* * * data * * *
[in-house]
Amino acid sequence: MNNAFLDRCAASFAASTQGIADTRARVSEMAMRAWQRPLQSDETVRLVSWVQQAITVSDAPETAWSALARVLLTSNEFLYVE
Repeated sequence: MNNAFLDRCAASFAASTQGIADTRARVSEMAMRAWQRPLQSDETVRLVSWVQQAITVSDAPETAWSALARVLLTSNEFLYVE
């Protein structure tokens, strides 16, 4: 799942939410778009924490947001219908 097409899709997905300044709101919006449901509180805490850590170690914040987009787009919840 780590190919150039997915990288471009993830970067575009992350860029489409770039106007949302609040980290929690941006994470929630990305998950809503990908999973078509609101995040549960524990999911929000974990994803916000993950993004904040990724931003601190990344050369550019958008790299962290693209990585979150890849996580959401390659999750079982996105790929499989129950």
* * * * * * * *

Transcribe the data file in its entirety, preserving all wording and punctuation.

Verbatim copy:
[in-house]
Amino acid sequence: MNNAFLDRCAASFAASTQGIADTRARVSEMAMRAWQRPLQSDETVRLVSWVQQAITVSDAPETAWSALARVLLTSNEFLYVE
Repeated sequence: MNNAFLDRCAASFAASTQGIADTRARVSEMAMRAWQRPLQSDETVRLVSWVQQAITVSDAPETAWSALARVLLTSNEFLYVE
């Protein structure tokens, strides 16, 4: 799942939410778009924490947001219908 097409899709997905300044709101919006449901509180805490850590170690914040987009787009919840 780590190919150039997915990288471009993830970067575009992350860029489409770039106007949302609040980290929690941006994470929630990305998950809503990908999973078509609101995040549960524990999911929000974990994803916000993950993004904040990724931003601190990344050369550019958008790299962290693209990585979150890849996580959401390659999750079982996105790929499989129950």